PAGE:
HL Deb 06 March 2002 vol 632 cc255-7

3.00 p.m.

Lord Elton

asked Her Majesty's Government:

What steps they intend to take to reverse the growth in the prison population in England and Wales.

The Minister of State, Home Office (Lord Rooker)

My Lords, that is not fair. I have just said to my noble friend Lady Blackstone, "Don't do what you did yesterday and give the killer answer that doesn't create any supplementaries".

The prison population has risen to unprecedented levels. The figure, as of this morning, is 70,019. We are committed to dealing with the issue. Prison must be targeted effectively and used for dangerous, serious and persistent offenders. We are committed to a radical re-think of the sentencing framework in order to make sense of sentencing by protecting the public, punishing people for the crimes that they have committed and ensuring that we engage in rehabilitation to reduce offending and prevent crime.

We welcome the approach adopted by the Lord Chief Justice and senior colleagues in underlining the fact that lengthy prison sentences should be focused on violent and repeat offenders, with appropriate intensive community sentences replacing short and ineffective custodial decisions.

Lord Elton

My Lords, I recall the discomfort with which, 22 years ago, I announced from that Dispatch Box a prison population figure that was over 23,000 less than the one that the Minister has just given, so I sympathise with the Minister as I thank him for the Answer. It must have been difficult to give the Answer against the background of the pleas made by the Lord Chief Justice to magistrates, recorded in today's press, and more difficult still in view of the Home Office's own prediction that the level in September 2003 will be 71,500.

When will the Government recognise that nothing that they are doing—or have been doing—has had an effect on this horrible phenomenon? When will they realise how much cheaper and more effective it would be—as well as more humane—to spend £5,000 to £6,000 on each child known to be at risk of becoming a criminal, rather than spending £25,000 a year, as they now do, imprisoning the small proportion of such offenders who are caught and put into custody, each of whom is reckoned by NACRO to have cost society £75,000? Surely, common sense, humanity and good economics all show that we should concentrate on getting to the children before they offend, not on trying to lock them up afterwards.

Lord Rooker

My Lords, I agree with much of what the noble Lord has said. I fully accept that he was in this position 20 years ago. I was checking up on some of the issues this morning, and one that was drawn to my attention was the possibility of executive action under a piece of legislation from 1982. Lo and behold, when I looked to see who the then Home Secretary was, I discovered that the Minister of State was today's questioner.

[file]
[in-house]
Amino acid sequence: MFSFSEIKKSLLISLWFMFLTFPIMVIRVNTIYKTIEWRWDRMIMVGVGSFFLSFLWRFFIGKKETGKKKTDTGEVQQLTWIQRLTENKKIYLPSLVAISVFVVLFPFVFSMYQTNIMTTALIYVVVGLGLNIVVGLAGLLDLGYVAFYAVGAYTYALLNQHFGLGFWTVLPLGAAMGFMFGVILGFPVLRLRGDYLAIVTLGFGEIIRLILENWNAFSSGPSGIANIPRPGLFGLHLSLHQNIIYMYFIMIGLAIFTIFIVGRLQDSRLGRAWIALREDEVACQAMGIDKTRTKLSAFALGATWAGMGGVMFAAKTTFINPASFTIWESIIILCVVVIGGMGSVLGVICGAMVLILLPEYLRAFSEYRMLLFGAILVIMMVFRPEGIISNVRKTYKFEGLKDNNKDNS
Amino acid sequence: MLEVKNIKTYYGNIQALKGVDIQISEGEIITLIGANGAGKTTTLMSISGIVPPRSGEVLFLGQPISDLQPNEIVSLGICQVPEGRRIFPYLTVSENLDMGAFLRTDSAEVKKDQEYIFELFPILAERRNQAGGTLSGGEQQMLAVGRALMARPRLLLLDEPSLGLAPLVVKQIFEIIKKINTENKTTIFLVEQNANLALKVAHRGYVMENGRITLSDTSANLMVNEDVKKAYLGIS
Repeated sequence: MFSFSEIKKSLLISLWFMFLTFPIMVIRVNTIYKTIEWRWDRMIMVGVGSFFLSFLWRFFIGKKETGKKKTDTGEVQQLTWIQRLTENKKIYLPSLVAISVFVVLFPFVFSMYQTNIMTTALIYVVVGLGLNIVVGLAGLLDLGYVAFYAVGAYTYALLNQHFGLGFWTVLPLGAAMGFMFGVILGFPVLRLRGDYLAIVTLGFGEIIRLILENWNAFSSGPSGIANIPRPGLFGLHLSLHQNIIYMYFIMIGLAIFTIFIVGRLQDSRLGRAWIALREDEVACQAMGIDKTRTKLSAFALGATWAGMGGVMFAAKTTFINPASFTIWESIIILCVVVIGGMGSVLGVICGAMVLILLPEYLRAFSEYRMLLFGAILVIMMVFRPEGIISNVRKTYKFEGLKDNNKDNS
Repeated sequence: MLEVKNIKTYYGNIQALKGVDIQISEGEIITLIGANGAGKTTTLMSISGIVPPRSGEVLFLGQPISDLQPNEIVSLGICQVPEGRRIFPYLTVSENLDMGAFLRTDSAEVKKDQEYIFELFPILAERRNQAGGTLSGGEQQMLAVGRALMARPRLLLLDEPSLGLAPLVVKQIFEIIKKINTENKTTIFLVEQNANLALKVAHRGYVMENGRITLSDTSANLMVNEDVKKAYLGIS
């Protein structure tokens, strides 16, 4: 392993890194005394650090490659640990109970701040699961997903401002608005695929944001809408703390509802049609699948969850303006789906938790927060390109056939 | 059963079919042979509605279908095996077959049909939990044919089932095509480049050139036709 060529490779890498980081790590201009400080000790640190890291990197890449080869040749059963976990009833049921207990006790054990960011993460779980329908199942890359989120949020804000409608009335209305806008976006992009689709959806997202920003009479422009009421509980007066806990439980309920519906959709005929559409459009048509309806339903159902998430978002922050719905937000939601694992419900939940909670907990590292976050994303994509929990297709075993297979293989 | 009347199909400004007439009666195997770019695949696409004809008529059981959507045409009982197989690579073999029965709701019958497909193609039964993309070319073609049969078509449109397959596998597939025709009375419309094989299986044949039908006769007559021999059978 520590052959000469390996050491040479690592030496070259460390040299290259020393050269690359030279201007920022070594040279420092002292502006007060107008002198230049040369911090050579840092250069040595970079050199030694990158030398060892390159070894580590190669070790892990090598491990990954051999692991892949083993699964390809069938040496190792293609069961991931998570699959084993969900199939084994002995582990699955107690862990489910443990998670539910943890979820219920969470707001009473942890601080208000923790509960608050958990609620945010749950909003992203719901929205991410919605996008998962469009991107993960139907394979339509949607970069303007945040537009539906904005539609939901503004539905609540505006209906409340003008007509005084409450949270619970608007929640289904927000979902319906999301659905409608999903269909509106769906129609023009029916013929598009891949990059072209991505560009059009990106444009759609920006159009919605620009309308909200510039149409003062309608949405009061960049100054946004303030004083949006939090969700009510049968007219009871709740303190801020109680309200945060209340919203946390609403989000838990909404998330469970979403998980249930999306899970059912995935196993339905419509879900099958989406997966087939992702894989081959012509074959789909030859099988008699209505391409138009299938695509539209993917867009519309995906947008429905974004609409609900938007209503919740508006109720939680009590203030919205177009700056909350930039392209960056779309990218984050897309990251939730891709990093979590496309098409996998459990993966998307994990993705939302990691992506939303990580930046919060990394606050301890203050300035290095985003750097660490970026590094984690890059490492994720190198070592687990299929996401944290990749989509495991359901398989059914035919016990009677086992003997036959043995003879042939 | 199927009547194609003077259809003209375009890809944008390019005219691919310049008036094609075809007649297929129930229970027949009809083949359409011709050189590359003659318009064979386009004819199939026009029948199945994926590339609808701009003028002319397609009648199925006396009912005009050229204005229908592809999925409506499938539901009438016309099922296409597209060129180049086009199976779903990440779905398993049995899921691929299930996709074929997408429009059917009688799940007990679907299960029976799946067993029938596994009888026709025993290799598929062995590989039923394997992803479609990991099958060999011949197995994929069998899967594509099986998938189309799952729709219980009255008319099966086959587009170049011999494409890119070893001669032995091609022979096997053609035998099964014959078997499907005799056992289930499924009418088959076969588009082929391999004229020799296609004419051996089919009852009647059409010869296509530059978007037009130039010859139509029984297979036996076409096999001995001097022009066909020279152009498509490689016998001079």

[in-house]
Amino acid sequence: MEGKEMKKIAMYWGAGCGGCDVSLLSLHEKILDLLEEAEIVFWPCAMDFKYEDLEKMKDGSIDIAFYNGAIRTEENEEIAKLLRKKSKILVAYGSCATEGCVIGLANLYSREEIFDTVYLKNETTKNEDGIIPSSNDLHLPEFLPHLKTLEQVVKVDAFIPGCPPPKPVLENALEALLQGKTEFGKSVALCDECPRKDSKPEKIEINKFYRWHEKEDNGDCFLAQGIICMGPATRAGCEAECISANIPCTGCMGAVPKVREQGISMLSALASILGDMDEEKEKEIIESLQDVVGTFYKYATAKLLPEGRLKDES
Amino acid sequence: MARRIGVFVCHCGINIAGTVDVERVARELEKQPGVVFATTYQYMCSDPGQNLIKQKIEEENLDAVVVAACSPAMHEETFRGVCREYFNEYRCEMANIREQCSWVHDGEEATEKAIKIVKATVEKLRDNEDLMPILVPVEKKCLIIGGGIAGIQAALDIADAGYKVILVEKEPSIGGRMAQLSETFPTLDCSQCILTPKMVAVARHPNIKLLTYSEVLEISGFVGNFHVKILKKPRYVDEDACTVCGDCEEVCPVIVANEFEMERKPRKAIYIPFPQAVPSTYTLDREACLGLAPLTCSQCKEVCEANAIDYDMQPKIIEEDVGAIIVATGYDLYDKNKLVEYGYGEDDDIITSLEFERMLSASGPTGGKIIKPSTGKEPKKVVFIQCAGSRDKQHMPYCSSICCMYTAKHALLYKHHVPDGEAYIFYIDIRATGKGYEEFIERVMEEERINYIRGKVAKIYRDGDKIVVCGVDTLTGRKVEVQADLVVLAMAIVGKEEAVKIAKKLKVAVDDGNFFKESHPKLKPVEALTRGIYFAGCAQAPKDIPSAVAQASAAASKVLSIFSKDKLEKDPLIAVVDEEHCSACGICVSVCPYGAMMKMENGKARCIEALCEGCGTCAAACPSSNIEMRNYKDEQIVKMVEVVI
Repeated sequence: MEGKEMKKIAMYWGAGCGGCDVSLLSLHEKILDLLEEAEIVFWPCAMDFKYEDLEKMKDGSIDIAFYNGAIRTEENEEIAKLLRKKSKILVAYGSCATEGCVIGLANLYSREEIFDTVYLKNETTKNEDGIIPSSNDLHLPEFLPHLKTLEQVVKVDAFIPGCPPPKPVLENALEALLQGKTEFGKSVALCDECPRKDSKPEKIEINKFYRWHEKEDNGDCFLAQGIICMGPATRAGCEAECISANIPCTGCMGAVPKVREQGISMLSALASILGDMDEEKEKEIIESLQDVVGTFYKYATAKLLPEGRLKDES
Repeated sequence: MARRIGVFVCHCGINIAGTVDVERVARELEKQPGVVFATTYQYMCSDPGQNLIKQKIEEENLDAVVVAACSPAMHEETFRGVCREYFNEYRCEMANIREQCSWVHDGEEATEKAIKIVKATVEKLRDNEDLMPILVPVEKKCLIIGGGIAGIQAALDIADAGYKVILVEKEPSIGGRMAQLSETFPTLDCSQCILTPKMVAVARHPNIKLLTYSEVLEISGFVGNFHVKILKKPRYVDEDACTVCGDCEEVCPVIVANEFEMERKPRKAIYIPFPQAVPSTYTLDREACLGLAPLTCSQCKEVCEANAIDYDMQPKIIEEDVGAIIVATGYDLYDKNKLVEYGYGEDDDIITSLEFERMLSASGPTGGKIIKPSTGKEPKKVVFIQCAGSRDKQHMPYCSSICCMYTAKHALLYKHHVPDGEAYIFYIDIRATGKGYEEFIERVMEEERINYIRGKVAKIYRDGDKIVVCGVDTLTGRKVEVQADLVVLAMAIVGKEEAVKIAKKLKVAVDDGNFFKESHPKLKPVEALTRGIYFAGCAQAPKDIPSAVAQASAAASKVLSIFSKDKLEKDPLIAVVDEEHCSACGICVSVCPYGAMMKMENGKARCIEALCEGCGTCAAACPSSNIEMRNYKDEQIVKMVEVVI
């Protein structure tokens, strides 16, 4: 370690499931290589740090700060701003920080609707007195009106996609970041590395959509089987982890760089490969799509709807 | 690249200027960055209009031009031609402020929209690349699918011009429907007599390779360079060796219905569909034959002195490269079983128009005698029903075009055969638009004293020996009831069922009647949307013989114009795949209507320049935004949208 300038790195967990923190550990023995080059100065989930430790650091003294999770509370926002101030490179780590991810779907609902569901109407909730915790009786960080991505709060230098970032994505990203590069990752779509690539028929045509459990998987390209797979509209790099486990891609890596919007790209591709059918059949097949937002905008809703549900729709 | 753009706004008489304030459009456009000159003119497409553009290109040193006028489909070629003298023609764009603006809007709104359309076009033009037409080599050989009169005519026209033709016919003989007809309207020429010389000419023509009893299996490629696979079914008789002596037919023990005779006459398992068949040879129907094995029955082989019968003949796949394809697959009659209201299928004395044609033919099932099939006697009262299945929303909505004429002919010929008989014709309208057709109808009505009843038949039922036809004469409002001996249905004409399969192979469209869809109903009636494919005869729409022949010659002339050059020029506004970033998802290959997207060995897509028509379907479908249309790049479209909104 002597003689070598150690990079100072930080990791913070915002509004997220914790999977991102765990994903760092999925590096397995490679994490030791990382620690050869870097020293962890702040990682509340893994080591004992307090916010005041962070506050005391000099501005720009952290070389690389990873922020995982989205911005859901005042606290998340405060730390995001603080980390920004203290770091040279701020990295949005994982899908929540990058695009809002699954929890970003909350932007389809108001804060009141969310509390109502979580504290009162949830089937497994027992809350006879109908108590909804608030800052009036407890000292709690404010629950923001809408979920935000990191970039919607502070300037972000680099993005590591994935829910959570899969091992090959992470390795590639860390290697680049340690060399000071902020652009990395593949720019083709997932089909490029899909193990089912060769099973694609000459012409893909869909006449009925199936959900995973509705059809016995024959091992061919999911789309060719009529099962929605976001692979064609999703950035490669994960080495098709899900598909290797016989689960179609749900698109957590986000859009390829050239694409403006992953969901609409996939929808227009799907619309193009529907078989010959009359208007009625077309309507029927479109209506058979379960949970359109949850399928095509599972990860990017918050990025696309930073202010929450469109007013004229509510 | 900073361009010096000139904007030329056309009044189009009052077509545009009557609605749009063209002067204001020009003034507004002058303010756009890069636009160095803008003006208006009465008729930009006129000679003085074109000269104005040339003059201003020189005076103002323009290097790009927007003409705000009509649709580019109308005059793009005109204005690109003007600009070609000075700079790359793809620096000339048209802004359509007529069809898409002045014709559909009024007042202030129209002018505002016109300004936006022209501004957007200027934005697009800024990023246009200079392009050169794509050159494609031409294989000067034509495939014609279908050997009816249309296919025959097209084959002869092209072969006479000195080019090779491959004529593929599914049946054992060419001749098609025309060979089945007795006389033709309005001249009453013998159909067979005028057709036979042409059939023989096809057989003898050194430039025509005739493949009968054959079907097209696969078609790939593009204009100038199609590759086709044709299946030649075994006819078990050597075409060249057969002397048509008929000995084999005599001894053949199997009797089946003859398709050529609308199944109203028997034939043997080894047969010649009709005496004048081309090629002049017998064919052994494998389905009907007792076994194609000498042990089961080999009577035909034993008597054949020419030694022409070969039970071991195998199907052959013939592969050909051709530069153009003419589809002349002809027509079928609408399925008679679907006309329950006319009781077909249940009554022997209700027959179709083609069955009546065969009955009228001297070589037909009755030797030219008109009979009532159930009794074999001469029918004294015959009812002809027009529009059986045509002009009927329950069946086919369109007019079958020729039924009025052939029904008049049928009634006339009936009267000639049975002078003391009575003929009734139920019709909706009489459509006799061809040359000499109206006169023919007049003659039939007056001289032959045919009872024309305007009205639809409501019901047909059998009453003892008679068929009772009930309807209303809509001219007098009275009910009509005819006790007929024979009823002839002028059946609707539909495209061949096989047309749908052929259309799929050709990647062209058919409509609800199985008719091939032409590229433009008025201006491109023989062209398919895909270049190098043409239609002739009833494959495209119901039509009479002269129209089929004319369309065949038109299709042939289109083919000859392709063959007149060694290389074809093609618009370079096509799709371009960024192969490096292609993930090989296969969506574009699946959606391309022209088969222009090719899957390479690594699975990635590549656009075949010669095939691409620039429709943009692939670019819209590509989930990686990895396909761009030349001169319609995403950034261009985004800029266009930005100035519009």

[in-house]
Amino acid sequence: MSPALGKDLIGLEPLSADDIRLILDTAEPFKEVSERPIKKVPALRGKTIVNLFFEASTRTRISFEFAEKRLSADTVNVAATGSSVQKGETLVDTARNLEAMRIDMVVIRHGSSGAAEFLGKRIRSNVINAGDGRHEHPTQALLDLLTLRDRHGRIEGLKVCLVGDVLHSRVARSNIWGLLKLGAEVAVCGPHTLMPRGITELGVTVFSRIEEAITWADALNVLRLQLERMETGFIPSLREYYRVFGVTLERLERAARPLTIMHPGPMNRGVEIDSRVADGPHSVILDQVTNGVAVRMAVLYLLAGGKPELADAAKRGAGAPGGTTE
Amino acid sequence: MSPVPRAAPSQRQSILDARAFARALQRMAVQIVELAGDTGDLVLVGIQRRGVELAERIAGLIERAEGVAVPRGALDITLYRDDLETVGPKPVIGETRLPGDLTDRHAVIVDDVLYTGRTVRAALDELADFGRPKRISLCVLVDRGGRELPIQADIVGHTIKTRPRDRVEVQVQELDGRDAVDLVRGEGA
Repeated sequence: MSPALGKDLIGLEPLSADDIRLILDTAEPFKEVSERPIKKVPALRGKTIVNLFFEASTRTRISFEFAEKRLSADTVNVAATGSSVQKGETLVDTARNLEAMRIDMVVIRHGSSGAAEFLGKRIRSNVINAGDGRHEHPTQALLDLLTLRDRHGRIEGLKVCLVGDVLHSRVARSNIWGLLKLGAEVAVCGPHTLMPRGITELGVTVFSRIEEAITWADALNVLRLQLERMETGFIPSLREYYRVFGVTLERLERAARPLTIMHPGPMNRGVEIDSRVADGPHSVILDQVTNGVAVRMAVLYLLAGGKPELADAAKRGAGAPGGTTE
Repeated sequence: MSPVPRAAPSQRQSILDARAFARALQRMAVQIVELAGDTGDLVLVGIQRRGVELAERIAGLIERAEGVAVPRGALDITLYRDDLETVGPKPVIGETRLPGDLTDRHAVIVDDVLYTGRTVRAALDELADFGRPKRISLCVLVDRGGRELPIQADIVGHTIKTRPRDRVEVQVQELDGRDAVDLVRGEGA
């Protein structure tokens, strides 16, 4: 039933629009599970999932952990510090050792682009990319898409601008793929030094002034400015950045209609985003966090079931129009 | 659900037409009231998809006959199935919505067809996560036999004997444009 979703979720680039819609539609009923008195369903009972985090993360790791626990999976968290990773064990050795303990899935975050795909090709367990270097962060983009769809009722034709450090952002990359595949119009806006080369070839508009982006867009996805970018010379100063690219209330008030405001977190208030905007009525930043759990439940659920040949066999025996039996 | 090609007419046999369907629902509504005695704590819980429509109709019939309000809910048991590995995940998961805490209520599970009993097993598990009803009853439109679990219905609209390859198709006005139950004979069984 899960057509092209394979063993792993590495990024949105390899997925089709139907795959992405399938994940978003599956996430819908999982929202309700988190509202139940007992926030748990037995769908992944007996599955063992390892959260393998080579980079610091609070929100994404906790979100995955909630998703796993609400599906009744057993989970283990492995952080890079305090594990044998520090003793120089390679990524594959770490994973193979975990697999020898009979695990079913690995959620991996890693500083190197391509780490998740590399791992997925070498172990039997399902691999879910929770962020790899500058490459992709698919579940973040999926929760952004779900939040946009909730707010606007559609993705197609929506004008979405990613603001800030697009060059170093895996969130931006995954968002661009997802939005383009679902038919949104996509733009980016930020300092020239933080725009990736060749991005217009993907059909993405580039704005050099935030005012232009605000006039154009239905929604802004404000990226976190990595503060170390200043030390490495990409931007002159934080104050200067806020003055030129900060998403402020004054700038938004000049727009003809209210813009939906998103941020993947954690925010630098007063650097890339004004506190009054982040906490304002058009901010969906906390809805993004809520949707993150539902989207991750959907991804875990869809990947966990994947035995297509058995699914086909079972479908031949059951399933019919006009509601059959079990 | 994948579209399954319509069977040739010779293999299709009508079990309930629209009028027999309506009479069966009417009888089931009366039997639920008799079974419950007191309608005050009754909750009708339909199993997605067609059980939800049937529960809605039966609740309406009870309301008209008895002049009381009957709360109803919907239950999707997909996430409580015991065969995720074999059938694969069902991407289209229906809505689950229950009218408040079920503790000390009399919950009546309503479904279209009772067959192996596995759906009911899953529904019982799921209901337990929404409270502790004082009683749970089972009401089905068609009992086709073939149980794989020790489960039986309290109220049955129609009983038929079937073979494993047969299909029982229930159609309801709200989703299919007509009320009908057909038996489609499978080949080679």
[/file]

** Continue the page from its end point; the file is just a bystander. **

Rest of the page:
There is a serious issue. We can make predictions of the prison population, but the fact is that the figure is 2,000 to 3,000 higher than was predicted in October/ November last year. There has been a substantial increase in the past few months. There is no single factor, but some factors have been highlighted and raised in the House. There is a large increase in the female prison population, especially in the past 12 months. There are two reasons for that: one is a large increase in the amount of fraud committed by women and the other is the substantial number of foreign nationals involved in the import or export of drugs. So there are some serious issues.

Nevertheless, as I said in my Answer, giving people very short sentences for non-violent offences does not make sense. It clogs up the system, does not help with rehabilitation and gets in the way of the rehabilitation of persistent offenders when we are trying to reduce the number of such offenders who go back to prison. There is a serious problem, and we are taking steps to reduce it. Later in the year we will make proposals for sentencing policy, following last year's report from John Halliday.

Lord Janner of Braunstone

My Lords, does my noble friend the Minister agree that the proportion of the population in prison in England and Wales is the highest in Europe, with the sole exception of Portugal? Has not the time come to set a target to reduce prison numbers in England and Wales, so as to reach at least the European average? The present system is totally unacceptable.

Lord Rooker

My Lords, it may be that, with today's figures, we have actually topped Portugal. That is not something of which we can be proud, but the fact is that people are going to prison for non-violent, non-serious offences for very short periods. It does them no good, and it does not help the Prison Service to run a decent, professional penal policy of rehabilitation and training. That must be addressed, and I hope, in the light of the Lord Chief Justice's decisions yesterday, that those who are responsible for dishing out extremely short sentences—six months or less—will take note of what the Lord Chief Justice said.

The Lord Bishop of Durham

My Lords, can the Minister say what proportion of prisoners are on remand? What is being done to reduce the time that prisoners on remand spend in prison due to the processes of the legal system?

Lord Rooker

My Lords, I regret to say that I do not have a figure for the numbers on remand, although I should have. The same applies as for short sentences: people must have a good reason for sentencing someone or holding them on remand. They must consider the nature of the offence and the likely outcome.

We read too often that, when a case is finished, the person concerned, having got a sentence, does not go to prison because he has probably spent longer than the sentence on remand. That shows a failure in the system on the part of those who are responsible for handing out short sentences.

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